At the Times, WuDunn ran coverage of global energy, global markets, foreign technology and foreign industry. She oversaw international business topics ranging from China’s economic growth to technology in Japan, from oil and gas in Russia to alternative energy in Brazil. She was also anchor of The New York Times Page One, a nightly program of the next day’s stories in the Times. She also worked in the Times’s Strategic Planning Department and in the Circulation Department, where she ran the effort to build the next generation of readers for the newspaper. She was one of the few people at the Times who went back and forth between the news and business sides of the organization.
She was the first Asian-American reporter hired at the Times and was a foreign correspondent in The New York Times Beijing and Tokyo bureaus. She speaks Chinese and some Japanese. While in Asia, she also reported from other areas, including North Korea, Australia, Burma and the Philippines. [Wikipedia, revised]
Masterminds are the best in Strategic Analysis.
… they are thoroughgoing pragmatists, seeing reality as nothing more than a chess board for working out and refining their strategies. When planning, the Mastermind is completely open-minded and will entertain any idea holding promise of utility. Fruitful theories are quickly applied, all else discarded. To the Mastermind, order is never arbitrary, set in concrete, but can be improved. Thus authority based on degrees, credentials, title, or celebrity does not impress them, nor do slogans or catchwords. They will adopt ideas only if they are useful, which is to say if they work efficiently toward accomplishing well-defined goals. Only ideas that make sense to them are adopted; those that don’t, aren’t, no matter who the author is. [Please Understand Me II]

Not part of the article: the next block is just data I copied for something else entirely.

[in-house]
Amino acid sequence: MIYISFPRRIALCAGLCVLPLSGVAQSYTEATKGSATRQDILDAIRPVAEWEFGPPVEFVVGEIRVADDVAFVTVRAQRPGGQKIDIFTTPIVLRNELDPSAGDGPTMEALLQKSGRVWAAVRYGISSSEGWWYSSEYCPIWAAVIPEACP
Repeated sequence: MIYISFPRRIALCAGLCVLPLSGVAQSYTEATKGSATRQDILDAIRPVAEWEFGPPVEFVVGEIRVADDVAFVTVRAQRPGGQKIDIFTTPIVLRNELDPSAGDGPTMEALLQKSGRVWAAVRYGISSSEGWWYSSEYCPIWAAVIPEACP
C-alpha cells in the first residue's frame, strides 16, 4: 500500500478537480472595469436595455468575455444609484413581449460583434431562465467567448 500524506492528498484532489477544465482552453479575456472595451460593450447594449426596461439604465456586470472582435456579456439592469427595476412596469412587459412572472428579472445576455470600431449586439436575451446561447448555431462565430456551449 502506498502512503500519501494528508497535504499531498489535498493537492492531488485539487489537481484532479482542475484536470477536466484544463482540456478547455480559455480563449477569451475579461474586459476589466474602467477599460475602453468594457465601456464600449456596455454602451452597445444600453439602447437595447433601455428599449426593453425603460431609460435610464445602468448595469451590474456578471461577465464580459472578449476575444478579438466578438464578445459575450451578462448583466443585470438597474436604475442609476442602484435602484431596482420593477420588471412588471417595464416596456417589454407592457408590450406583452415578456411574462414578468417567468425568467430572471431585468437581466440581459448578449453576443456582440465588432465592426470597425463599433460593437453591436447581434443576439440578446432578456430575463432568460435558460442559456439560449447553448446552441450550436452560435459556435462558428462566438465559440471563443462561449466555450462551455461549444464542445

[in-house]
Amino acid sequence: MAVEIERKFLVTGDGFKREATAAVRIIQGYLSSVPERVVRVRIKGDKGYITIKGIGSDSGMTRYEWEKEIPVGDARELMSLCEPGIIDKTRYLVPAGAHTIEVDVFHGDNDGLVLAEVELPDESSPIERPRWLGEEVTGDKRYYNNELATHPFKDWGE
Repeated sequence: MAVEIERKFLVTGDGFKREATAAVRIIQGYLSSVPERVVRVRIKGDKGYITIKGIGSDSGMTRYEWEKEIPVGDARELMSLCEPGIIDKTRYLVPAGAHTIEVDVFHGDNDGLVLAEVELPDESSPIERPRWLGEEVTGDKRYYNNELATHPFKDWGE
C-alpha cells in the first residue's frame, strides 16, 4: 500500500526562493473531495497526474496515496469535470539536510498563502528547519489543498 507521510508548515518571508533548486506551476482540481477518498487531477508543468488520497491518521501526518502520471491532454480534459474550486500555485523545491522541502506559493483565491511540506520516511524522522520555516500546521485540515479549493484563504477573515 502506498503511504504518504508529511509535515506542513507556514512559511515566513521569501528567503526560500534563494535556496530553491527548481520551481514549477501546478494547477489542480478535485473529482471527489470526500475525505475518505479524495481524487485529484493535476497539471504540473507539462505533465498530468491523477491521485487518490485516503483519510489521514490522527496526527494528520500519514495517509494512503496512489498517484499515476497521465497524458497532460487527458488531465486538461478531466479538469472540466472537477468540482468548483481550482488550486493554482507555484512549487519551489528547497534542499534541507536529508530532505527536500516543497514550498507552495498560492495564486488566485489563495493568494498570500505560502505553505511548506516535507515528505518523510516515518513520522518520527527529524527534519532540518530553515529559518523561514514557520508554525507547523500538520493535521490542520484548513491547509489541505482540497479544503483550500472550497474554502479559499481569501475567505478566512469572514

Her husband, Nicholas Kristof is also a noted reporter.
Nicholas Donabet Kristof, Champion Idealist, (born April 27, 1959) is an American journalist, author, op-ed columnist, and a winner of two Pulitzer Prizes. He has written an op-ed column for The New York Times since November 2001 and The Washington Post says that he “rewrote opinion journalism” with his emphasis on human rights abuses and social injustices, such as human trafficking and the Darfur conflict. Archbishop Desmond Tutu of South Africa has described Kristof as an “honorary African” for shining a spotlight on neglected conflicts.
Champions are always leading the charge in their cause.
Champions have a wide range and variety of emotions, and a great passion for novelty. They see life as an exciting drama, pregnant with possibilities for both good and evil, and they want to experience all the meaningful events and fascinating people in the world. The most outgoing of the Idealists, Champions often can’t wait to tell others of their extraordinary experiences. Champions can be tireless in talking with others, like fountains that bubble and splash, spilling over their own words to get it all out. And usually this is not simple storytelling; Champions often speak (or write) in the hope of revealing some truth about human experience, or of motivating others with their powerful convictions. Their strong drive to speak out on issues and events, along with their boundless enthusiasm and natural talent with language, makes them the most vivacious and inspiring of all the types. [Please Understand Me II]
Women Hold Up Half the Sky — Chinese Proverb